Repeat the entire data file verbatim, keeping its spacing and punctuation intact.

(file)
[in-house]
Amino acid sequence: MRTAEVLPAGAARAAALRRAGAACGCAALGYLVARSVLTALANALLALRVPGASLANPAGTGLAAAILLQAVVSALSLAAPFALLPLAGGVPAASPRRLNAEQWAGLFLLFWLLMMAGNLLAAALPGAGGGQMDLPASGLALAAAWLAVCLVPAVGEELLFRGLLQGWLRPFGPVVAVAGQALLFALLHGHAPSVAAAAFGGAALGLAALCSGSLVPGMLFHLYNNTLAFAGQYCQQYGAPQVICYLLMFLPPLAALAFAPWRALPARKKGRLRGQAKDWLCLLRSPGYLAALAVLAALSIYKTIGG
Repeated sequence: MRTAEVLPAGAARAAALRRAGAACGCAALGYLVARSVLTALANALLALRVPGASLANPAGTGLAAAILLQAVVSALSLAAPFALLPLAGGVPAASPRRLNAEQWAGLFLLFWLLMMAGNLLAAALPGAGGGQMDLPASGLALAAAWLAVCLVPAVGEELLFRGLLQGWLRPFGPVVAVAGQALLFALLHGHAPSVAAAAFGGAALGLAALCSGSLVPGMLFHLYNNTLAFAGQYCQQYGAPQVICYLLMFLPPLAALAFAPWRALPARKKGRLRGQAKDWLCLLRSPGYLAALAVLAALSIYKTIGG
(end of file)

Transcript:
[in-house]
Amino acid sequence: MRTAEVLPAGAARAAALRRAGAACGCAALGYLVARSVLTALANALLALRVPGASLANPAGTGLAAAILLQAVVSALSLAAPFALLPLAGGVPAASPRRLNAEQWAGLFLLFWLLMMAGNLLAAALPGAGGGQMDLPASGLALAAAWLAVCLVPAVGEELLFRGLLQGWLRPFGPVVAVAGQALLFALLHGHAPSVAAAAFGGAALGLAALCSGSLVPGMLFHLYNNTLAFAGQYCQQYGAPQVICYLLMFLPPLAALAFAPWRALPARKKGRLRGQAKDWLCLLRSPGYLAALAVLAALSIYKTIGG
Repeated sequence: MRTAEVLPAGAARAAALRRAGAACGCAALGYLVARSVLTALANALLALRVPGASLANPAGTGLAAAILLQAVVSALSLAAPFALLPLAGGVPAASPRRLNAEQWAGLFLLFWLLMMAGNLLAAALPGAGGGQMDLPASGLALAAAWLAVCLVPAVGEELLFRGLLQGWLRPFGPVVAVAGQALLFALLHGHAPSVAAAAFGGAALGLAALCSGSLVPGMLFHLYNNTLAFAGQYCQQYGAPQVICYLLMFLPPLAALAFAPWRALPARKKGRLRGQAKDWLCLLRSPGYLAALAVLAALSIYKTIGG